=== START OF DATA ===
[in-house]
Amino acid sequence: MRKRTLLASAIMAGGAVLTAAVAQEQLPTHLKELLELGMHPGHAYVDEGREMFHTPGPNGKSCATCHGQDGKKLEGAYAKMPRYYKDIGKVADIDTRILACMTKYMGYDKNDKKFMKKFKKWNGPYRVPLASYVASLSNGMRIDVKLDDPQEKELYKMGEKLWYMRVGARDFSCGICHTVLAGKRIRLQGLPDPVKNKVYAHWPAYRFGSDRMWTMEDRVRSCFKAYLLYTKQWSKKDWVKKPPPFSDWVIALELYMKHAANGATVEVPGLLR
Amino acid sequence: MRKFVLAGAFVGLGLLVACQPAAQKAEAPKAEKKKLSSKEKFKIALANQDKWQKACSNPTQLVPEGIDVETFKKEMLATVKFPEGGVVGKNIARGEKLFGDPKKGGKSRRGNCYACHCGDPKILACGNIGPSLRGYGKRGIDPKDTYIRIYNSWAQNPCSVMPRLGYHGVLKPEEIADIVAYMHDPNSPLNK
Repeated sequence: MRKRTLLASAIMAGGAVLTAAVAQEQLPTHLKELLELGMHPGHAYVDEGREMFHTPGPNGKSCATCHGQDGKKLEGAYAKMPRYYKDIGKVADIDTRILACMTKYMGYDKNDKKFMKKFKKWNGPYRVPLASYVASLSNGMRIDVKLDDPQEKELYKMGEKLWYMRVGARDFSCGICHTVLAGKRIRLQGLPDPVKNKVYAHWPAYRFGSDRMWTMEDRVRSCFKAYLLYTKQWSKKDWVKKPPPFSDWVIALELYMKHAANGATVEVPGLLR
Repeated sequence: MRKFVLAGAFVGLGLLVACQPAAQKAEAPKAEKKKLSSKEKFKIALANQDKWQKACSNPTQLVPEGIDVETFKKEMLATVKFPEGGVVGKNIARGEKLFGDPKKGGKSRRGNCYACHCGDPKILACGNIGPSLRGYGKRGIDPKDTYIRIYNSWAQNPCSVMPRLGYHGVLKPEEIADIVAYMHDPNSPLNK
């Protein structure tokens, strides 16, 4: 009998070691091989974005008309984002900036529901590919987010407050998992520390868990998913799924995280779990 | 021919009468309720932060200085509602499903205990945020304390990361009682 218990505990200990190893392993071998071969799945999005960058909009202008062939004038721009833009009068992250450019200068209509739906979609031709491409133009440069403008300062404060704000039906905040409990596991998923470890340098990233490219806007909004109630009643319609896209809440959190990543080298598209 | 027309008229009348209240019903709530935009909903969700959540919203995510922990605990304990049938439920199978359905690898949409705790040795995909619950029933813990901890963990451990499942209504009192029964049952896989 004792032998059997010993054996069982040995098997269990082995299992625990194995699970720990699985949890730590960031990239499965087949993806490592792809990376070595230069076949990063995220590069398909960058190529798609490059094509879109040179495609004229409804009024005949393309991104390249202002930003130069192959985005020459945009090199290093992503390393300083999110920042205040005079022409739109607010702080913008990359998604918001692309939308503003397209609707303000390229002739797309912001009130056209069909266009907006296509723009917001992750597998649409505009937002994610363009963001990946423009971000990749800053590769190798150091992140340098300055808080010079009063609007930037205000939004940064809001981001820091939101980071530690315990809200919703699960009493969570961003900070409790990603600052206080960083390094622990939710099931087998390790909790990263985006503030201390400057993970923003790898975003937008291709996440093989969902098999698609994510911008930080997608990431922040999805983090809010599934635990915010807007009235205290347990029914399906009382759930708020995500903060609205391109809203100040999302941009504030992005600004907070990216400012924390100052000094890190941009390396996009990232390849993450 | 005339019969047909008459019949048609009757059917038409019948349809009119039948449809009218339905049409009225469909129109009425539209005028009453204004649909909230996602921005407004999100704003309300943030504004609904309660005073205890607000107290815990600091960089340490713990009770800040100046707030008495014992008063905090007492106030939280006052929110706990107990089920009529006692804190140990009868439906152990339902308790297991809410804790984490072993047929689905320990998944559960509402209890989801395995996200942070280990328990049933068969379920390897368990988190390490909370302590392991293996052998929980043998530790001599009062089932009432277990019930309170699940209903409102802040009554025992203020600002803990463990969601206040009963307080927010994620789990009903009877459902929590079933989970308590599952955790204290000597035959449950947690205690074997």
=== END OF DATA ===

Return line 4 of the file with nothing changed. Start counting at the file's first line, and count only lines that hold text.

Repeated sequence: MRKRTLLASAIMAGGAVLTAAVAQEQLPTHLKELLELGMHPGHAYVDEGREMFHTPGPNGKSCATCHGQDGKKLEGAYAKMPRYYKDIGKVADIDTRILACMTKYMGYDKNDKKFMKKFKKWNGPYRVPLASYVASLSNGMRIDVKLDDPQEKELYKMGEKLWYMRVGARDFSCGICHTVLAGKRIRLQGLPDPVKNKVYAHWPAYRFGSDRMWTMEDRVRSCFKAYLLYTKQWSKKDWVKKPPPFSDWVIALELYMKHAANGATVEVPGLLR